Mike Shulman has a very nicely written paper comparing the various alternatives to ordinary ZFC in the context of category theory: you should read it when you get the chance.

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I've seen the claim you attribute to Freyd on Wikipedia in the complete categories article, but can't immediately see the proof. Where might one find the argument spelled out? –  Kevin Carlson Sep 24 '12 at 3:48
    
Suppose there are at least two distinct arrows $A \to B$. Take the $\operatorname{mor} \mathcal{C}$-indexed product of $B$ and count the number of morphisms from $A$ to this product. –  Zhen Lin Sep 24 '12 at 4:03
    
Ah, I thought it ought to be something so simple! I was taking the product of all the objects of $\mathcal{C}$, which didn't go anywhere. –  Kevin Carlson Sep 24 '12 at 4:27
    
~Brilliant answer –  Paul Slevin Sep 24 '12 at 13:09
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Let $\mathcal{C}, \mathcal{D}$ be categories. Let $\mathcal{D}^{\mathcal{C}}$ be the collection of functors from $\mathcal{C}$ to $\mathcal{D}$. If Ob$(\mathcal{C})$ is not a set, $\mathcal{D}^{\mathcal{C}}$ is not a category in the usual sense. One of the reasons that the universes are introduced is to remedy this problem.

Let $\mathcal{U}$ be a universe. An element of $\mathcal{U}$ is called a small set. It can be proved that $\mathcal{U}$ is not small. We usually consider only a category $\mathcal{C}$ such that Ob$(\mathcal{C}) \subset \mathcal{U}$ and Mor$(\mathcal{C}) \subset \mathcal{U}$. If Ob$(\mathcal{C})$ and Mor$(\mathcal{C})$ are both small, we say $\mathcal{C}$ is small.

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For MacLane's foundations, we fix a universe $U$ whose elements are the "sets" and whose subcollections are the "classes." So a small category is one whose collections of objects and morphisms are both elements of the universe.

Not all categories are small: the first example is $\mathcal{S}et$, whose collection of objects is exactly $U$. If $\mathcal{S}et$ were small, we'd have $U\in U$, but this would contradict the axiom of foundation. But this begins to look weird, since we defined $U$ as some set, existent according to ZFC (or your favorite set theory,) that satisfies the axioms of a universe. That's why we define $\mathcal{S}et$ as the category of all small sets, that is, all sets which are elements of $U$. The universe axioms guarantee that we can't get from a small set to a large set using standard set-theoretic operations, so this definition is reasonable.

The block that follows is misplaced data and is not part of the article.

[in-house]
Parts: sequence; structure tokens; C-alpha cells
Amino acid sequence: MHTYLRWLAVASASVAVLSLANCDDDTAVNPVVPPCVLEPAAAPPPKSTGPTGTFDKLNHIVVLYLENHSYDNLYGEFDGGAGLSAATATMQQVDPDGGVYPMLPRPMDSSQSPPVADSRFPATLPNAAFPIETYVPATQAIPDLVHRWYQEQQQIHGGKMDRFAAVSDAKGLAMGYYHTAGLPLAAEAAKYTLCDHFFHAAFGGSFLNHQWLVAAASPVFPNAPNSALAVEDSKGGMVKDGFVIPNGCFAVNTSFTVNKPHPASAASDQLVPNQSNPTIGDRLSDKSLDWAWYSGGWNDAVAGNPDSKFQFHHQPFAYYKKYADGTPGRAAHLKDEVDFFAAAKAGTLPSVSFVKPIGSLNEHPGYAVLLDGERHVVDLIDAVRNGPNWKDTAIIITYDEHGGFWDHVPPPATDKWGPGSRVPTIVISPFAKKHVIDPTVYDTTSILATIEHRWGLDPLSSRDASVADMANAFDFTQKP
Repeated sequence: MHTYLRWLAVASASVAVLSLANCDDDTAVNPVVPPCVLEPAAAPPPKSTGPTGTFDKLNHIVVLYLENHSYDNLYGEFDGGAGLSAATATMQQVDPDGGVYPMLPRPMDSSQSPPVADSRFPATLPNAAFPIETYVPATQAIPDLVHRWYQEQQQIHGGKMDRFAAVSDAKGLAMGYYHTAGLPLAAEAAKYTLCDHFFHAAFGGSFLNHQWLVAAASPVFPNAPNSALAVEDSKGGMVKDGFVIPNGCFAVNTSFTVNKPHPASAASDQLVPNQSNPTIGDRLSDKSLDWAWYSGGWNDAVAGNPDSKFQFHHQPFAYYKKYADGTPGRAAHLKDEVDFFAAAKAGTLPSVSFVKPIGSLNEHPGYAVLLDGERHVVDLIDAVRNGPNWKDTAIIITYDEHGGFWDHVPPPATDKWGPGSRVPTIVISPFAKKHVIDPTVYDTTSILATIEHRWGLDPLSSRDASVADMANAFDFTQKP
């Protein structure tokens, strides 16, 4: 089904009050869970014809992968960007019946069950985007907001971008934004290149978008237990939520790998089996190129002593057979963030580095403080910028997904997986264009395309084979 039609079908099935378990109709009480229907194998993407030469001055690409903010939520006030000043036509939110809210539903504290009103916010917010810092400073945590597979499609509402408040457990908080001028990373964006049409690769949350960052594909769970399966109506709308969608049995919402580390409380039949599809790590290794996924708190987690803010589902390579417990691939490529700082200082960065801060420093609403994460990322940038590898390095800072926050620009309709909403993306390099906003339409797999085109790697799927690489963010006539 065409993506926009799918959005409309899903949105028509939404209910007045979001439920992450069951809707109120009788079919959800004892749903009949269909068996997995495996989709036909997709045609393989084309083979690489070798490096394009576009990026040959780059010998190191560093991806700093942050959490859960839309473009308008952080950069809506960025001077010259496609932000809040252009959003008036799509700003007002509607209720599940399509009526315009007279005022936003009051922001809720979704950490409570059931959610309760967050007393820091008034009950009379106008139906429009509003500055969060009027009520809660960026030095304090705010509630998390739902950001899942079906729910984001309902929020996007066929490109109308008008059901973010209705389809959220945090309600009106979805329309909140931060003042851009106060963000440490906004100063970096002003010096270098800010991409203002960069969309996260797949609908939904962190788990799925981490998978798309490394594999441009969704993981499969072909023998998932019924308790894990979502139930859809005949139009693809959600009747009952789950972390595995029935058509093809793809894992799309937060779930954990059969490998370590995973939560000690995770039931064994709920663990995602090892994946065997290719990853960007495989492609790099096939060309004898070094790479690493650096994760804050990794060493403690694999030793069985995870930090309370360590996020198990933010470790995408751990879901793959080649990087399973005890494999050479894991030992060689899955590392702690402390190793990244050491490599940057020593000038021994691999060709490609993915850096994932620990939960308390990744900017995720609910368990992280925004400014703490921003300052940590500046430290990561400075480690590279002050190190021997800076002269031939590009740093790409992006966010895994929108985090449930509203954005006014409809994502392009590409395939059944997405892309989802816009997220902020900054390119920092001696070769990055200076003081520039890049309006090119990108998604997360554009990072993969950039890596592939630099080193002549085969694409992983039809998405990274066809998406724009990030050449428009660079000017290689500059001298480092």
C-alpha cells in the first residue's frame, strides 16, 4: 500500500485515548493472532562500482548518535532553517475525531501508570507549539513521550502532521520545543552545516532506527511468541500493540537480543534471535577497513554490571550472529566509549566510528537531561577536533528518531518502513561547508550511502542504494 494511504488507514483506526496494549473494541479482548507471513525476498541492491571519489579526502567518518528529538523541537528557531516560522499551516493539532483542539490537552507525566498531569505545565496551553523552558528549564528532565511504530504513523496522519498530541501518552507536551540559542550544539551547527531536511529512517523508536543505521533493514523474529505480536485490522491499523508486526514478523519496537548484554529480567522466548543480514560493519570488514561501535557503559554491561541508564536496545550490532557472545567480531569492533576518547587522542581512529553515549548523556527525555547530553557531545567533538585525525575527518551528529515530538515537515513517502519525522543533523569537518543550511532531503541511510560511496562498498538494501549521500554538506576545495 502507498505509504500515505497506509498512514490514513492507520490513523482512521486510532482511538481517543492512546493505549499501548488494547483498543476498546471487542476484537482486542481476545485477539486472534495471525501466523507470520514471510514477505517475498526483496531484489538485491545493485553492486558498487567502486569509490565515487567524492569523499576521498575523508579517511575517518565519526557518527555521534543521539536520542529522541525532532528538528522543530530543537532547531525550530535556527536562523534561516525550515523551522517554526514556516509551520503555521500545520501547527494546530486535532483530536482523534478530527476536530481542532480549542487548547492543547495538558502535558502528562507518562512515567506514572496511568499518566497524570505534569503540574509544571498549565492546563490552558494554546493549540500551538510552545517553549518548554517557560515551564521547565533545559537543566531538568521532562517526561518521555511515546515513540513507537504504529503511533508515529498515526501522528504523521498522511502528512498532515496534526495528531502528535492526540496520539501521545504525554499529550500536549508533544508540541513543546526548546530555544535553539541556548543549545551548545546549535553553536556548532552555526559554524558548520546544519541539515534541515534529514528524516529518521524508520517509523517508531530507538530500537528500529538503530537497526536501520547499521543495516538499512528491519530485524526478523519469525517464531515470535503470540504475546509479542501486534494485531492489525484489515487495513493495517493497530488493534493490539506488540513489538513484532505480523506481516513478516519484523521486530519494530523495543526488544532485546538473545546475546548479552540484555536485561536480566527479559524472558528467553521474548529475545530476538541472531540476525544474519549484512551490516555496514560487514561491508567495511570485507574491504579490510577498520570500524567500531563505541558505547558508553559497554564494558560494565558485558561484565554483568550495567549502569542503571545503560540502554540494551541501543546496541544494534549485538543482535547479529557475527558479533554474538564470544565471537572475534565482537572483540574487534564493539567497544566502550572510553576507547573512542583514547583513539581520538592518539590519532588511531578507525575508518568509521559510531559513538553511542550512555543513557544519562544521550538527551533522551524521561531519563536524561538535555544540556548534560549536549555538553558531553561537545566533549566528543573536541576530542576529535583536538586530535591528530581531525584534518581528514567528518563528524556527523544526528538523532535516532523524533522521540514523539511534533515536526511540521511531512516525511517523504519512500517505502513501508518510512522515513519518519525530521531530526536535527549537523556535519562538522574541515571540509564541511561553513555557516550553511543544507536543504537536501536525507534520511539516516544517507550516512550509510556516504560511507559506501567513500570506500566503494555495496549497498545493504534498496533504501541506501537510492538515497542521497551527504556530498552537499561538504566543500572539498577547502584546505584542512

So, no, having small limits is not the same as having all limits. There isn't any limit of the image in $\mathcal{G}roup$ of the identity functor, for instance, since this would be a product of all groups, which would have to have every group including itself as a proper quotient.

As to your last question, if for every $A,B \in \mathcal{C}$, $\hom(A,B)\in U$, we say $\mathcal{C}$ is locally small. $\mathcal{S}et$ and the other main concrete categories are locally small, because the functions $B^A$ from $A$ to $B$ are a subset of $\mathcal{P}(A\times B)$, and the universe axioms guarantee $U$ is closed under products, powersets, and subsets.

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when maclane defines a small category he says 'set' and not 'small set' though. –  Paul Slevin Sep 23 '12 at 10:27
    
You're reading the wrong definition: a ‘category’ has a set of objects and a set of morphisms; a ‘small category’ has a small set of objects and a small set of morphisms. –  Zhen Lin Sep 23 '12 at 10:44
    
does he not defíne ít as I saId on page 27 (chapter 8 Hom-sets)? –  Paul Slevin Sep 23 '12 at 11:46
    
oops. I am an idiot, he defines it earlier in the middle of a paragraph –  Paul Slevin Sep 23 '12 at 14:12